Generally speaking, after a crime has been committed, a person is arrested if there is credible evidence to indicate a person committed the crime. Sometimes, depending on the nature of the crime (such as white collar crime), a grand jury
will hear evidence (solely from the prosecutor or State) as to whether probable cause exists to believe a crime was committed. If so, an individual will be indicted.
Thereafter, depending on the nature of the crime, the individual may be eligible to put forth a bond for his or her release. The bond serves as collateral for the individual's release, and if the person does not return to future court proceedings, the bond may be forfeited. If there is a risk that the individual could commit future crimes upon release or that the individual may flee, the judge would likely deny bond, and the individual would remain in jail until further proceedings.
At this time, the individual will typically be appointed counsel by the court of he or she cannot afford counsel.
The next step is for the individual to be arraigned. During this time (either prior to arraignment
or shortly after), depending on the nature of the crime, the individual-- or if the individual is prudent and wise, the individual's attorney-- may try to negotiate or enter into an agreement with the prosecutor to enter into some form of pre-trial service such as pre-trial diversion. In such a situation, the individual may be able to circumvent the traditional court process by performing some sort of community service and usually paying a fine. In this situation, the individual's case will generally be put on hold (or be placed on a "dead docket") until the individual satisfactorily completes the pre-trial diversion program. If the individual fails to meet his or her obligations under the pre-trial diversion program, then the case will typically be placed back on the docket and move forward. The judge generally has to approve whether an individual will be eligible for a pre-trial diversion program.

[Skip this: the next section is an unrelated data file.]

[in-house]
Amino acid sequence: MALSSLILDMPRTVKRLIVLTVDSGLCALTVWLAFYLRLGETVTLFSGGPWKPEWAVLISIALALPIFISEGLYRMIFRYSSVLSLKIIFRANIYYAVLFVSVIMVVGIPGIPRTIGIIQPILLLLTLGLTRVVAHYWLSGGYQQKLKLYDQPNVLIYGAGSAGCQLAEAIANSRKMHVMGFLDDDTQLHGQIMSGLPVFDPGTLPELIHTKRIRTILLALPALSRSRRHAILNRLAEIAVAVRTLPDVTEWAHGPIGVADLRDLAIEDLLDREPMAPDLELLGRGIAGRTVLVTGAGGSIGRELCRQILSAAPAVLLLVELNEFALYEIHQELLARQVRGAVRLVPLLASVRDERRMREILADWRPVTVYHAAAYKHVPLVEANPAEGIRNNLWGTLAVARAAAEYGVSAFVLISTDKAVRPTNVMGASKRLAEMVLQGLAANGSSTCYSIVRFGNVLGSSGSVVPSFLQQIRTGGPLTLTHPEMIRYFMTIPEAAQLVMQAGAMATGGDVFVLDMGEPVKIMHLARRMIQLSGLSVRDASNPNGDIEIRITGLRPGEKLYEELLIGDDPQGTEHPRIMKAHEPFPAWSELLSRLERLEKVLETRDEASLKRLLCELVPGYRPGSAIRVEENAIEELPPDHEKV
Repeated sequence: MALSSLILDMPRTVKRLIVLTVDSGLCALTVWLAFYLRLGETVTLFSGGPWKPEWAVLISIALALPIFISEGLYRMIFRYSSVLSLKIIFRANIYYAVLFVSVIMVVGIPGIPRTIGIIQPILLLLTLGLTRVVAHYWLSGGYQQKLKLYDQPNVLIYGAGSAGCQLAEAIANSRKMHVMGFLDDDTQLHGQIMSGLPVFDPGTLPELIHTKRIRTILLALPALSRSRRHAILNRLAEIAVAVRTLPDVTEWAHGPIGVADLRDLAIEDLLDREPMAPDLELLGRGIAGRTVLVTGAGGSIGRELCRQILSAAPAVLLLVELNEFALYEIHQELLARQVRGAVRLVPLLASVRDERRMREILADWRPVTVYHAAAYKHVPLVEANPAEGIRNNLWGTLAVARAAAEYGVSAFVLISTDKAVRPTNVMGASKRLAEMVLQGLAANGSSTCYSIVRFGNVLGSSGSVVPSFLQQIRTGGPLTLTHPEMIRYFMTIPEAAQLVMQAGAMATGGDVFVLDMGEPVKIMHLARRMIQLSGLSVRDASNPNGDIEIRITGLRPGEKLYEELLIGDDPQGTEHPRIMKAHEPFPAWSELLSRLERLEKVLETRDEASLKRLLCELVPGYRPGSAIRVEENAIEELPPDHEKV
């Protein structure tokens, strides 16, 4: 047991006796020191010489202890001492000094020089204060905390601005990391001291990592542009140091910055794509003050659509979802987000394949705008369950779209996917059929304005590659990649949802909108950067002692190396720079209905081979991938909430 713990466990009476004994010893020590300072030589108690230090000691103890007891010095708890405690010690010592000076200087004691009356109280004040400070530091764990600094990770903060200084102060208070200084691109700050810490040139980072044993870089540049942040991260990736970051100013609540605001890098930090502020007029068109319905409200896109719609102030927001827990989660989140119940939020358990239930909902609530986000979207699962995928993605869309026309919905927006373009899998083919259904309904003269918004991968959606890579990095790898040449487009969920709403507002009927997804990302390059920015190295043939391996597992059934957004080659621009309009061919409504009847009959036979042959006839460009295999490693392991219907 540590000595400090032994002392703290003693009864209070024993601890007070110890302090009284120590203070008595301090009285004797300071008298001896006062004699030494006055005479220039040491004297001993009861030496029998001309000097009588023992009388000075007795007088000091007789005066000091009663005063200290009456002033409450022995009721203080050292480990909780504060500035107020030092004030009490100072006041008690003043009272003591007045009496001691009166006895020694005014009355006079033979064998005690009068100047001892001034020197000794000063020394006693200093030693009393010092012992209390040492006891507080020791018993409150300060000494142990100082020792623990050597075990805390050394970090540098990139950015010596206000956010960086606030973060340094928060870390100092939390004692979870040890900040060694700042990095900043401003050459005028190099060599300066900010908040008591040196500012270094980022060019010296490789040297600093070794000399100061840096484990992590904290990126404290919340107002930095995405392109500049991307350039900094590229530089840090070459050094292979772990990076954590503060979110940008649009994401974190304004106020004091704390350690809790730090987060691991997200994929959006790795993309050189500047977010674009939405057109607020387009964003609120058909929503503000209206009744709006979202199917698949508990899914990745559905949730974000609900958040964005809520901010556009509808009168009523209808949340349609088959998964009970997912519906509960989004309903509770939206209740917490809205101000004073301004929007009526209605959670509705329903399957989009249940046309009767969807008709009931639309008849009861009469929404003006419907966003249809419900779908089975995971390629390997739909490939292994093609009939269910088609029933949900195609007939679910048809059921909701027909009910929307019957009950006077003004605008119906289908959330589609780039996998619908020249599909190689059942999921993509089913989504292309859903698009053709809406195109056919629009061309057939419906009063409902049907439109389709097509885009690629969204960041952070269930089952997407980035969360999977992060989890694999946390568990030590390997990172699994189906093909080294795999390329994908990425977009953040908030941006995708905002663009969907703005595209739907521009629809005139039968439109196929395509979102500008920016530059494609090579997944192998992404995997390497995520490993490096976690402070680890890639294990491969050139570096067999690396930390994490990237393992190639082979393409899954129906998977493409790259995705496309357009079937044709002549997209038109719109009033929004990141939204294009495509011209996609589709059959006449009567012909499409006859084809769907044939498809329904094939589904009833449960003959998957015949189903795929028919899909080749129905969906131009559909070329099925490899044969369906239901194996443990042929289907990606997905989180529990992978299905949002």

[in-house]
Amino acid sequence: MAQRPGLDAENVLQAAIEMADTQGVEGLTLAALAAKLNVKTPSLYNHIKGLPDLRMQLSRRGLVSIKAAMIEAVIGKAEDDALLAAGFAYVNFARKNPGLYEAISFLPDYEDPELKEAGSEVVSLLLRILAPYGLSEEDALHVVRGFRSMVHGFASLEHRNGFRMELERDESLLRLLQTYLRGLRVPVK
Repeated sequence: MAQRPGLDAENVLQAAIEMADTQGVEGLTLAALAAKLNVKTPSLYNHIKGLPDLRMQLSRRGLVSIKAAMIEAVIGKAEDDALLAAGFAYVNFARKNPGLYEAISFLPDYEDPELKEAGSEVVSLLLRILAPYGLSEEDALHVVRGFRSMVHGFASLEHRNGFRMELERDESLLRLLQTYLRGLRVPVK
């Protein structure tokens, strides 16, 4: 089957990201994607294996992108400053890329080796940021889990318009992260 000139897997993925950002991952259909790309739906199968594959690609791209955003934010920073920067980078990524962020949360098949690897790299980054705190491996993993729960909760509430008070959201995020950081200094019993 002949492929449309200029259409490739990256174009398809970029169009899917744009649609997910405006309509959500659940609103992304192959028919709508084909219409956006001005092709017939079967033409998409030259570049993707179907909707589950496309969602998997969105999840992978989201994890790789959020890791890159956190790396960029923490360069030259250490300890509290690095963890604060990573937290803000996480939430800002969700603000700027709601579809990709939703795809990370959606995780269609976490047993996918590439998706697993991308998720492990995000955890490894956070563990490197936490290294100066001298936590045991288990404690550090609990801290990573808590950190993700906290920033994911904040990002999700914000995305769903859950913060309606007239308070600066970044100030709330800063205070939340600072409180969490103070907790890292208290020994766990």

At arraignment, an individual is formally read and informed of any charges the State is alleging against the individual. The arraignment may be waived by the individual's attorney if the charges are already known.
Usually, after arraignment, the individual's attorney may attempt to negotiate a plea with the prosecutor in order to resolve the case. Depending on the circumstances, a prosecutor may choose to drop some of the charges in exchange for a plea on one of the counts, and usually any sentence negotiated in a plea would be less than what a person would face if he or she was found guilty by a court. A plea also might entail probation
, where an individual has to follow various terms and guidelines (such as reporting to a probation officer), but will be released. Like pre-trial services, a plea agreement ultimately has to be accepted by the judge.
Thereafter, a person will face trial. Prior to trial, counsel for the state or the individual may file various motions to address issues prior to trial (such as motions to suppress or include evidence, or filing a motion to dismiss
the case due to constitutional violations). A defendant has a right to a trial by jury, but may choose to waive such a right and have a bench trial
where the judge effectively serves as the jury.
A trial, both sides present their case, and the jury (or the judge in a bench trial) will decide whether or not the state has proved each allegation beyond a reasonable doubt. If so, the defendant will be found guilty on such count. The defendant may be found guilty on some counts but not other counts. Generally speaking, it will be the judge and not the jury who will decide the sentence of the defendant if he or she is found guilty for violating a law.
If a person is found innocent, the matter will be resolved, but if he/she is found guilty, the individual will be sent to prison to serve his or her sentence. Depending on the nature of the sentence, the person may or may not be eligible for parole
after serving a certain amount of time. If the person is eligible for parole, then he or she will usually face a parole board that makes such a determination. Being on parole is similar to being on probation, except there are usually more restrictions on the individual. If an individual commits a crime while on parole, then the parole will usually be revoked and the individual will have to face the remainder of the sentence in prison (in addition to facing charges for any additional crime).
I hope this helps!
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, you should seek and retain local qualified counsel. You should also keep in mind that any information I give you is based on the limited facts you provide me, and any additional facts could substantially or completely alter any information I give you. Just for the record, unless you live in Georgia, I am not licensed to practice law in your jurisdiction. In fact, my knowledge of laws is limited to Georgia. I am not an "expert"-- just a lawyer. Any information I provide you is for general information and educational purposes and shall not constitute legal advice. Consider it a good first step in your knowledge acquisition.